In this way Erik also displays an immense amount of maturity, and it is evident that what Erik was looking for in Christine was not love so much as affection and acceptance. Since he was a child, Erik had been shunned and forced to move from place to place. He was always considered unique, and in the nick of time (but also what appears to be quite the delayed description of Erik’s childhood and later adventures on the part of Leroux) we see that what Erik could not receive from his parents or others that he had met in his life, he receives in Christine’s decision to kiss his forehead. All it took was one kind, accepting heart for Erik to change his outlook on life. In a heartbeat, he went from being selfish and immature to being generous, big-hearted, and empathetic.
The Phantom of the Opera Questions and Answers
The Question and Answer section for The Phantom of the Opera is a great resource to ask questions, find answers, and discuss the novel.
Its beauty is an illusion wrought by the music.
Why do you think Christine thought she was dreaming when she first heard the voice?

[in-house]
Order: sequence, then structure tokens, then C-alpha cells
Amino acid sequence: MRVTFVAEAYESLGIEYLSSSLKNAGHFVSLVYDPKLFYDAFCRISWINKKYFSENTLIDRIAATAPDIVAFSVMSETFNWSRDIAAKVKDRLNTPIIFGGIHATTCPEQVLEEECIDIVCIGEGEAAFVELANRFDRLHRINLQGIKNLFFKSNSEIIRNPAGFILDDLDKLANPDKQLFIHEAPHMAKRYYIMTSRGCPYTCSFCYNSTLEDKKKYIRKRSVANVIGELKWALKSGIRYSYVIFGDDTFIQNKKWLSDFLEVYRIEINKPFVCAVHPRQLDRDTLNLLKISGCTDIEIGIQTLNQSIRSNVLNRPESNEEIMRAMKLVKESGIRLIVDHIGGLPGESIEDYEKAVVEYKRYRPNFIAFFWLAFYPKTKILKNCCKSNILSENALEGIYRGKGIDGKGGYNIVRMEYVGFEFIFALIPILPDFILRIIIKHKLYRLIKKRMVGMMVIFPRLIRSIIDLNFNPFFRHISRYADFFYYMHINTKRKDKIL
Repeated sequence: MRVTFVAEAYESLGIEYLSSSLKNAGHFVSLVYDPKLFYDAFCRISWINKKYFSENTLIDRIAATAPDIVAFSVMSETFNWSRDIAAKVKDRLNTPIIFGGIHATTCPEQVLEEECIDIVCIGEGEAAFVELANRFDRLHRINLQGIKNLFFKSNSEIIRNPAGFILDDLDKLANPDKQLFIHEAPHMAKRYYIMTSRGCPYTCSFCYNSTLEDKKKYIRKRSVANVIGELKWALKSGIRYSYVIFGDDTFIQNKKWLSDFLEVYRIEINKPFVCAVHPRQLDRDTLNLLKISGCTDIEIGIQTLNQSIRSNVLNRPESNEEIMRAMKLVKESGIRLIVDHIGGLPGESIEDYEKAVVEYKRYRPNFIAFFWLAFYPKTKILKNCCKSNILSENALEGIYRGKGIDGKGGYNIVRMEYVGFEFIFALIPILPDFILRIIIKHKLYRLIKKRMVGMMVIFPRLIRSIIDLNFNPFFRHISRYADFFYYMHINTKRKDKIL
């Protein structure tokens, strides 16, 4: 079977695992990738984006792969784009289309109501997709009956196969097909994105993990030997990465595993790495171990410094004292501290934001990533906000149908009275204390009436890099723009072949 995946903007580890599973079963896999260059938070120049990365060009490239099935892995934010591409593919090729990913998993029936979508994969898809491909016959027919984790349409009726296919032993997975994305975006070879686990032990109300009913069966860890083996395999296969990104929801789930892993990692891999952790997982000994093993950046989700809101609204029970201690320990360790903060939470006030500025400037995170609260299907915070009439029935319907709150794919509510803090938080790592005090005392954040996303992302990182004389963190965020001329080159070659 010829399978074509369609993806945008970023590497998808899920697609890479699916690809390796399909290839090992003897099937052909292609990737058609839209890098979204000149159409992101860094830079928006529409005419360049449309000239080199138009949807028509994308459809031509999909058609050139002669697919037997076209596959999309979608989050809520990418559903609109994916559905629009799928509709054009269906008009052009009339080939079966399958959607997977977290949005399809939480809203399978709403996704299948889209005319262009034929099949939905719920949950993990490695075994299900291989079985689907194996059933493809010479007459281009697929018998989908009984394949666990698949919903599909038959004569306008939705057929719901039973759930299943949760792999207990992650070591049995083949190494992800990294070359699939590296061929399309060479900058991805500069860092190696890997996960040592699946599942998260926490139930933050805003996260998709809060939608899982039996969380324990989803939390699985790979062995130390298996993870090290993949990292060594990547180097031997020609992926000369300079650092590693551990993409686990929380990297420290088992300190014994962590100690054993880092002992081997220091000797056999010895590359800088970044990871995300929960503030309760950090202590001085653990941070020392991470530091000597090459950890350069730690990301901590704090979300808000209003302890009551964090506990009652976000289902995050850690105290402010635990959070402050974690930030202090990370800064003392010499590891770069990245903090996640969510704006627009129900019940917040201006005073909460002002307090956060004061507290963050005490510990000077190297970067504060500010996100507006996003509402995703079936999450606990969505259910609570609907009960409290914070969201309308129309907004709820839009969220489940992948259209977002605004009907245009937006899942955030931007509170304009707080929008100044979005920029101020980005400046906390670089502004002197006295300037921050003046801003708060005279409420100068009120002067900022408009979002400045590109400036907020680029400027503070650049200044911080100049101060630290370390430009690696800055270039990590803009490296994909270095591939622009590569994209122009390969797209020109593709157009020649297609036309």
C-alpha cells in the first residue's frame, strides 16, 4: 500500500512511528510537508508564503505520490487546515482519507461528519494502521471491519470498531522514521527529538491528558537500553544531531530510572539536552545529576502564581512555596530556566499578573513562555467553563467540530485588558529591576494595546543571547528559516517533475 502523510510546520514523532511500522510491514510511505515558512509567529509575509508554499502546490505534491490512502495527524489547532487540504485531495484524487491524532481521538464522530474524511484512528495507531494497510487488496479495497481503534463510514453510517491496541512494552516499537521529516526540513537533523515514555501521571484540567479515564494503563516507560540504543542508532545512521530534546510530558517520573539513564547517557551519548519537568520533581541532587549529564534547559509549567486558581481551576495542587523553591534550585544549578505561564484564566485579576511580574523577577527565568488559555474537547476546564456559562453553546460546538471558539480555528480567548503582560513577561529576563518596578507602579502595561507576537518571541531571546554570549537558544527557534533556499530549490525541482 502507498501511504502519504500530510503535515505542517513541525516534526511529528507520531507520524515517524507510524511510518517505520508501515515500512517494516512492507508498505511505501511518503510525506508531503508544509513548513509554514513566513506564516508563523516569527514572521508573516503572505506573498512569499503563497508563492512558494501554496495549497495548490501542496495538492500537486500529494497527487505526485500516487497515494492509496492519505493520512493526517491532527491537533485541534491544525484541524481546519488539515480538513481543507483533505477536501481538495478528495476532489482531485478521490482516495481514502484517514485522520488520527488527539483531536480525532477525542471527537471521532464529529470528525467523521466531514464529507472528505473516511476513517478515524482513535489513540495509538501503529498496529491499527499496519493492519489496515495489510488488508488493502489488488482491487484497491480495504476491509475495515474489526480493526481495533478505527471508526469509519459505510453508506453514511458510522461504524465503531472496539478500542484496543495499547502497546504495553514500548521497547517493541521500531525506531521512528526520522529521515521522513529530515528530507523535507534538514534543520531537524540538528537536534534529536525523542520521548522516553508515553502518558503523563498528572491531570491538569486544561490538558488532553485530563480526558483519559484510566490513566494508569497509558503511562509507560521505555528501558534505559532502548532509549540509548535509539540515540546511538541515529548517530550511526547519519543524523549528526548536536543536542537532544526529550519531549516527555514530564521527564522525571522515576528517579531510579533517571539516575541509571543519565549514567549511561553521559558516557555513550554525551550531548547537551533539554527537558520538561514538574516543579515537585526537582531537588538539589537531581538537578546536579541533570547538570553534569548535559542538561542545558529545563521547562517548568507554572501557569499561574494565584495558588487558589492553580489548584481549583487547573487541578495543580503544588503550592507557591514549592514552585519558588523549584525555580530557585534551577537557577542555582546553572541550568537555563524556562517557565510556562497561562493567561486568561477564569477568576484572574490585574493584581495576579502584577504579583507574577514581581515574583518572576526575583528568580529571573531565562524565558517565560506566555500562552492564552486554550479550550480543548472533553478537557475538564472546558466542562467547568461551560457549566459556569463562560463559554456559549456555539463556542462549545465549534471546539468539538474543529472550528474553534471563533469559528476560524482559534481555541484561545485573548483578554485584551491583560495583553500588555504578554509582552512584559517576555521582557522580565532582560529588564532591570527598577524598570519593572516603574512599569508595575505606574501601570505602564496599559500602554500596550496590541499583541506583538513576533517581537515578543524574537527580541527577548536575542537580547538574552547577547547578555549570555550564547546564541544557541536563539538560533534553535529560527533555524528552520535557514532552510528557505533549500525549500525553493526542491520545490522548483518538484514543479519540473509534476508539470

I think she thought the voice was so beautiful, could it be real?
What is the atmosphere in the Phantom of the Opera?
The tone and mood of Phantom of the Opera is mysterious, romantic, tragic, and serious. There is also a mythic quality to it.
Study Guide for The Phantom of the Opera
The Phantom of the Opera study guide contains a biography of Gaston Leroux, literature essays, quiz questions, major themes, characters, and a full summary and analysis.
- About The Phantom of the Opera
- The Phantom of the Opera Summary
- Character List
Essays for The Phantom of the Opera
The Phantom of the Opera essays are academic essays for citation. These papers were written primarily by students and provide critical analysis of The Phantom of the Opera by Gaston Leroux.
- Erik of the Phantom of the Opera and Heathcliff of Wuthering Heights as Byronic Heroes
- Identity Issues in The Phantom of the Opera
Lesson Plan for The Phantom of the Opera
- About the Author
- Study Objectives
- Common Core Standards
- Introduction to The Phantom of the Opera
- Relationship to Other Books
- Bringing in Technology
- Notes to the Teacher
- Related Links
- The Phantom of the Opera Bibliography
Wikipedia Entries for The Phantom of the Opera
- Film and television